The DOJ is about to make a final decision on whether to prosecute Andrew McCabe for lying to instigators about leaks to the media he was responsible for.
Judging by what has occurred over the last couple of weeks, it appears they plan on going after him.
His lawyers met with the prosecutors and after those meetings, they met with the top investigator.
Why is that important?
Because lawyers will meet with the prosecutors in order to try to keep them from filing charges and if that fails, they try to meet with the investigators in hopes of convincing them to talk the prosecutors out of making changes.
An investigation by the Department of Justice (DOJ) into whether disgraced FBI Deputy Director Andrew McCabe made false statements during an internal inquiry into a news media leaks is in its “final stages,” according to a report.
DOJ inspector general Michael Horowitz last year referred for investigation and possible prosecution allegations that McCabe lied under oath when questioned about the source of information in a 2016 Wall Street Journal story about an FBI inquiry into the Clinton Foundation. McCabe has acknowledged that he permitted subordinates to speak to the reporter to correct what he said was a false narrative, but he has denied that he lied to investigators. Horowitz’s report formed the basis of a recommendation by the FBI’s Office of Professional Responsibility for then-Attorney General Jeff Sessions to fire McCabe in March 2018.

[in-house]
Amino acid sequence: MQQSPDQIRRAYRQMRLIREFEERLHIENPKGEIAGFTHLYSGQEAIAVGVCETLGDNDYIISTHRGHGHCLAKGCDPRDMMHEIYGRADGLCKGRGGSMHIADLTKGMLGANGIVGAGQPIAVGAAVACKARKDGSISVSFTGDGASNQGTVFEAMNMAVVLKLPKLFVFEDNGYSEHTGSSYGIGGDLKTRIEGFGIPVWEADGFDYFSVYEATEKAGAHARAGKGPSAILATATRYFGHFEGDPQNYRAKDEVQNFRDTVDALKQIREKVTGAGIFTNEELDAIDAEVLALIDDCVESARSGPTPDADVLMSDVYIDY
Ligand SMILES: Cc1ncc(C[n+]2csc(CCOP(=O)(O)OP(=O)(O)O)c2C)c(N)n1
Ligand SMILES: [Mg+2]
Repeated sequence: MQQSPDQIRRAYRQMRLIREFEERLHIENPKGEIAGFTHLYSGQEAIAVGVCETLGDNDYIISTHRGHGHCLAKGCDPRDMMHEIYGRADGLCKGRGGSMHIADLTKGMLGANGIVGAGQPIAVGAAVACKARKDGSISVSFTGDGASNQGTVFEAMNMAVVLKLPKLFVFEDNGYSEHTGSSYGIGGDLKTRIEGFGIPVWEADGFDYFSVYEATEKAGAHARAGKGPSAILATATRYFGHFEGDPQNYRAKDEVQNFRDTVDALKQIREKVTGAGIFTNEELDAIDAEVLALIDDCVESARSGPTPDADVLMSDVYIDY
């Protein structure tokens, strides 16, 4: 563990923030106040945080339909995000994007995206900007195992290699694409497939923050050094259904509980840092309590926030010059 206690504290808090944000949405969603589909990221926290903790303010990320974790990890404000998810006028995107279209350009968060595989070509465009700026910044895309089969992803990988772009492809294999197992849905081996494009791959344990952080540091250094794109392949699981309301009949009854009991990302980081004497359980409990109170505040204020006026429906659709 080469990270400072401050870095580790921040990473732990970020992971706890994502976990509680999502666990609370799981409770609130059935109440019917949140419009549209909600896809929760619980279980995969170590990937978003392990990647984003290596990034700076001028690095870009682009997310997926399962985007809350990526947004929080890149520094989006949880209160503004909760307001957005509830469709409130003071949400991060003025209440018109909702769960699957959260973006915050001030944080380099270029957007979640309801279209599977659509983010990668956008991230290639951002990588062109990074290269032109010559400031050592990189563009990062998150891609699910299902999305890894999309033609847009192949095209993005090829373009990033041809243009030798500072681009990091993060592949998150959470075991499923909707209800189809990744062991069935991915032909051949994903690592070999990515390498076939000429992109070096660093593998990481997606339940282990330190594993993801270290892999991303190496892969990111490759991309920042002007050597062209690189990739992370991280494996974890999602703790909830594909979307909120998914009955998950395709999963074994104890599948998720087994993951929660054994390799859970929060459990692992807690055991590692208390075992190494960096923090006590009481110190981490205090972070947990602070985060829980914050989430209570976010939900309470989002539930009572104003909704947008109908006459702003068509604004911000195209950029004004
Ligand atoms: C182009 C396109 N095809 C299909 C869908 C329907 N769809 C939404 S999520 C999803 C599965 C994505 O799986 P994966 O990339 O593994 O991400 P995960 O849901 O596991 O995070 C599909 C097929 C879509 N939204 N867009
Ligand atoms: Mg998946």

According to the New York Times, McCabe’s legal team recently met with senior DOJ officials to discuss the investigation in what may have been a last-ditch attempt to sway authorities from bringing charges against the longtime Deep Stater:
In two meetings last week, Mr. McCabe’s lawyers met with the deputy attorney general, Jeffrey A. Rosen, who is expected to be involved in the decision about whether to prosecute, and for more than an hour with the United States attorney for the District of Columbia, Jessie K. Liu, according to a person familiar with the meetings. The person would not detail the discussions, but defense lawyers typically meet with top law enforcement officials to try to persuade them not to indict their client if they failed to get line prosecutors to drop the case.